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Washington Times

The era of the worker: Strikes are making a comeback, with potential ramifications

By October 9, 2023No Comments

(This column originally appeared in The Washington Times)


In Washington and across the country, we’ve had both new and proposed rules and laws to increase overtime pay, reclassify more independent contractors as employees, remove noncompete agreements and require pay transparency.

The Equal Employment Opportunity Commission, fully staffed with appointees of President Biden, is busier than ever and focusing on harassment and discrimination claims. The National Labor Relations Board has made it easier for unions to sell their benefits on company premises, create micro-unions of employees, require quicker votes with cards as ballots and then provide the defense for unions to do all of this.

It’s the era of the worker, and with this unprecedented support from the highest levels of government, workers are taking full advantage.

They’re calling out employers. They’re proudly advertising their intentions to “quietly quit,” take “Bare Minimum Mondays” — i.e., do as little work as possible at the start of the week — and “rage apply,” which means to pursue as many jobs as possible at the same time.

Workers are refusing to return to the office. And now workers — at least those in unions — are striking.

According to countless news reports, union strikes this year are “making a comeback” and “impacting the economy at a level not seen in decades.” They’re turning 2023 into “one of the most significant years for work stoppages in recent history.”

Everybody’s getting in on the action, baby! We’ve seen striking Hollywood actors and writers, autoworkers, teachers, writers, graduate students (wait, what?), journalists, health care workers, Starbucks baristas, bald columnists (just kidding), bus drivers, Amazon employees and culinary workers. Hundreds of thousands of them! These people are clearly not happy. Even the Major League Baseball umpire Angel Hernandez is calling strikes (but unfortunately, not very well).

Contrary to what many employees may think, the vast majority of business owners (and just about all of my clients) are very pro-worker. We really care about our employees. We want them to be happy. We want them to be compensated fairly.

And of course we want them to work hard, but isn’t that what we want of our children too? To work hard? Everyone should work hard. “Quiet quitting” isn’t exactly a road map for a productive life, right?

But as business owners, we know the market. We read the news. We understand that unemployment is historically low, job openings are up, and the demand for good talent has never been higher. We get it that workers who aren’t compensated fairly or don’t enjoy their workplace have the ability to move somewhere better. There’s a lot of competition. And the reality is that companies with unionized employees generally pay them well, offer good benefits and are sensitive to their needs. They don’t want to lose good people.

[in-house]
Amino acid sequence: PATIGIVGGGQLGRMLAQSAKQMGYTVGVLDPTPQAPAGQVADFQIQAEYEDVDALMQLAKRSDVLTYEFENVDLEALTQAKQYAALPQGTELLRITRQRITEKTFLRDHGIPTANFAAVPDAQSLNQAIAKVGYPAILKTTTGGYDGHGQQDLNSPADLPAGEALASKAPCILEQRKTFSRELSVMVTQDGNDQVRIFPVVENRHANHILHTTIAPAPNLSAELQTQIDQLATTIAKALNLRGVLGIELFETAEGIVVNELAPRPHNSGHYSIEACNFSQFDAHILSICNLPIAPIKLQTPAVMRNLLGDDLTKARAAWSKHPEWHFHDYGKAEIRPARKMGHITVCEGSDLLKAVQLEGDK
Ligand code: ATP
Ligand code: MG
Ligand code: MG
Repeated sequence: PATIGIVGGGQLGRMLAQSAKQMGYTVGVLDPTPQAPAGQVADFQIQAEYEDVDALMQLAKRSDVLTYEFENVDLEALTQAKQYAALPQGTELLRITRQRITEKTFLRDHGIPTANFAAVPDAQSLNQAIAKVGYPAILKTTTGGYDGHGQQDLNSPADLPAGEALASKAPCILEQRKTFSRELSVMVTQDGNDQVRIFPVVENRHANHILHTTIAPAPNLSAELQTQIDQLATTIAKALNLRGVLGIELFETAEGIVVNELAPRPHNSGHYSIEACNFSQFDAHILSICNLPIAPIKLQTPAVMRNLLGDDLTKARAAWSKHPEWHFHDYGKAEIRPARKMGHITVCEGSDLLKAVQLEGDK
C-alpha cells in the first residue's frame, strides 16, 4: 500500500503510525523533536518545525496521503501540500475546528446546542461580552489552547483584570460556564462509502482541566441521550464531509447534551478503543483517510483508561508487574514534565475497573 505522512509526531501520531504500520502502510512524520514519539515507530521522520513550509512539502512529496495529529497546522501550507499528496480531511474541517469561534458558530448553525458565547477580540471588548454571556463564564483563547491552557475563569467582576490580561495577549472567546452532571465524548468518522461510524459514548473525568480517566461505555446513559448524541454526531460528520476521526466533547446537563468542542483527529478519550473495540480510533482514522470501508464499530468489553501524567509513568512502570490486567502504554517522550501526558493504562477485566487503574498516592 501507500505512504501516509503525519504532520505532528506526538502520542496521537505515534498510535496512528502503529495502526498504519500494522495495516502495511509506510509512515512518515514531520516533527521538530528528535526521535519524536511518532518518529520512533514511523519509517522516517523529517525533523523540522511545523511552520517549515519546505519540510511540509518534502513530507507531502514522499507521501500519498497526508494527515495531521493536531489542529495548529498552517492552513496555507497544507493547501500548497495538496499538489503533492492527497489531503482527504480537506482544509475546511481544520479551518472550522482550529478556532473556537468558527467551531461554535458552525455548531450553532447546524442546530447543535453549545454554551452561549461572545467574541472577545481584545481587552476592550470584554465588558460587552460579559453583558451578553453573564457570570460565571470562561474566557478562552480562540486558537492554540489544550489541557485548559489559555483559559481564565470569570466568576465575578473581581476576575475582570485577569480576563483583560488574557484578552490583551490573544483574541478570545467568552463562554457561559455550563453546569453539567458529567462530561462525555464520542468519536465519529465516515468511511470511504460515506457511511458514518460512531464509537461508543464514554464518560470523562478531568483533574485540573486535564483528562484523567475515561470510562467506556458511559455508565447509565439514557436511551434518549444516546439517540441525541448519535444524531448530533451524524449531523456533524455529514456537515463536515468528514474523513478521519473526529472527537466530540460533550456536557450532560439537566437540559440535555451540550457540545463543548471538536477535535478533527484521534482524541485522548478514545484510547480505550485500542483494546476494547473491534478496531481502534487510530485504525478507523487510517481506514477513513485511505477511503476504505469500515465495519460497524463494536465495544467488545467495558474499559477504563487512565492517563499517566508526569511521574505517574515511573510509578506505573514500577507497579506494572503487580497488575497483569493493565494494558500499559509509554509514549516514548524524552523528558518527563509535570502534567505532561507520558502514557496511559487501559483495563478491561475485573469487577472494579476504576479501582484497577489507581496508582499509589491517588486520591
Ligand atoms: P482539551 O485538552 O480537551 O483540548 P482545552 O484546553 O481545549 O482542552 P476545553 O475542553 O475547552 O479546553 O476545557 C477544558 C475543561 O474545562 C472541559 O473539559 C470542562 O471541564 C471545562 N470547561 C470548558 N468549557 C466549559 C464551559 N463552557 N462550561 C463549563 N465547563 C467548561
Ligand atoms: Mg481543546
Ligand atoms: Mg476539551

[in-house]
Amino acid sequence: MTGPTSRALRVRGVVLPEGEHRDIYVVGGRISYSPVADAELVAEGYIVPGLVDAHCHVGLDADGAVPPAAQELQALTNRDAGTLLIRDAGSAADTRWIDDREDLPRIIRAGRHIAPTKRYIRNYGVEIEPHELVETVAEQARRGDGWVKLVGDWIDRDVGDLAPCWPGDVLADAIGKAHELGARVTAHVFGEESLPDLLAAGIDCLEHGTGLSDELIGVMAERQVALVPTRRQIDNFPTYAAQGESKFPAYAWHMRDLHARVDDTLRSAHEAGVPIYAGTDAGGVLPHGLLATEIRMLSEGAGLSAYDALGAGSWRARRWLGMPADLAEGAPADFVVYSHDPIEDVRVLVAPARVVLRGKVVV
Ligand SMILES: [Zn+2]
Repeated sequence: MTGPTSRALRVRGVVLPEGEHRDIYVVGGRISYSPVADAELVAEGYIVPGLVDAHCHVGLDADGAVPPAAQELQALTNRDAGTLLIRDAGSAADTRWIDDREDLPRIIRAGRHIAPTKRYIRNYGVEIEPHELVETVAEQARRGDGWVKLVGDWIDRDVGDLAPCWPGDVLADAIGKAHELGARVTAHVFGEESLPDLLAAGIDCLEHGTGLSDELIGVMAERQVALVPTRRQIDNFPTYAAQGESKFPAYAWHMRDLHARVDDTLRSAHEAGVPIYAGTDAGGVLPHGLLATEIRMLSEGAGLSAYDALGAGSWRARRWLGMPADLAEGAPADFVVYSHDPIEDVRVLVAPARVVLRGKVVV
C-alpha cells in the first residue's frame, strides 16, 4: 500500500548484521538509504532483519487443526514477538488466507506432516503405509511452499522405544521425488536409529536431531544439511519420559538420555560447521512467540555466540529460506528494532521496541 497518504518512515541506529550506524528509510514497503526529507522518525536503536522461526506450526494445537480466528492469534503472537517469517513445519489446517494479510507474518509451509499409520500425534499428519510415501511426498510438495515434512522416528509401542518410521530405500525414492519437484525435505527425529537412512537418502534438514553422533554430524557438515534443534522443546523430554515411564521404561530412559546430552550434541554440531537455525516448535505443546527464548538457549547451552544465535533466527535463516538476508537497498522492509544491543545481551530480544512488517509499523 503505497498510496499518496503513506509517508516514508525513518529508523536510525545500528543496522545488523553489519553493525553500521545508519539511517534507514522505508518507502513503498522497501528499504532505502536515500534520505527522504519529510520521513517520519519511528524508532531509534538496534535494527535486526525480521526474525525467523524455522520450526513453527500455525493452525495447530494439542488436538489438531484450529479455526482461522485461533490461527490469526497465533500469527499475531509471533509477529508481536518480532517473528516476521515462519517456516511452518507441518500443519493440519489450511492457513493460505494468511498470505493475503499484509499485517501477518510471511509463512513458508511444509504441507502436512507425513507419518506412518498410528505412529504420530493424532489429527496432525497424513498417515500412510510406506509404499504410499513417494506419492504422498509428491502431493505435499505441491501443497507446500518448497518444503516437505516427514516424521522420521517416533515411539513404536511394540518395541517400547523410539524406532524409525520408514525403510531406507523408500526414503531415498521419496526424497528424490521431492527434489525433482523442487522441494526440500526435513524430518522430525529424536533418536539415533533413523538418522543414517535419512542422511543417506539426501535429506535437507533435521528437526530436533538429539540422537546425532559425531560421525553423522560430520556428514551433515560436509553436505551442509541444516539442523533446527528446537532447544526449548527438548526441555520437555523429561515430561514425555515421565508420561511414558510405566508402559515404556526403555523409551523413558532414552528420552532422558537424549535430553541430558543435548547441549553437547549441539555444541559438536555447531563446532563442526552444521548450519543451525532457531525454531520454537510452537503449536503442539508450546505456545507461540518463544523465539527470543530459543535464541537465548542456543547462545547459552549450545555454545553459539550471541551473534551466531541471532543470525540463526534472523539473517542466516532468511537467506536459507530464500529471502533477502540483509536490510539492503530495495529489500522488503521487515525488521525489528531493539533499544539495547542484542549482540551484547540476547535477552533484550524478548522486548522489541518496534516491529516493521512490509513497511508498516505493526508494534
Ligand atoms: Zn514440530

So if these workers are so beloved by their employers, why are they striking? Because they can. They’re humans, and humans always want more. Our desire for more is what drives our growth and has fueled the advancement of civilizations.

Why does Tom Cruise still make movies when he already gets more than $20 million each time? Why does Warren Buffett buy more companies? Don’t they have enough?

No, they don’t. Good for them.

I don’t blame workers for striking. They see a golden opportunity, and they’re going for it. They see their city, state and federal officials going out of their way to pass laws and issue proclamations in favor of diversity, inclusion, workers’ rights, prevention of discrimination, a higher minimum wage, forced scheduling, compulsory child care, mandated vacation, obligatory sick days.

They’re saying to themselves, hey, this is a good time to get me a bigger piece of that. They don’t have this kind of support when their elected officials lean more to the right.

And what’s the upshot for employers? We have little choice but to pay more, offer more time off, and increase benefits. And since we’re a stewards of our organizations and act in the best interest of our shareholders (we do, believe it or not, have a responsibility to profit), we will pass these costs on to our customers — most of whom are workers at other companies that are being forced to do the same thing so that they will pay more too. And so on and so on, until the political winds shift back to pro-business again.

And I say: Good for those for taking advantage of the situation. We all know that nothing lasts forever, so grab what you can and when you can. But make sure you save it, people. The tide will turn.

And from what I’m reading, artificial Intelligence is widely predicted to replace hundreds of millions of jobs over the next decade. Guess who’s going to be the first to go? Here’s a hint: Don’t sign any long-term contracts with your union.

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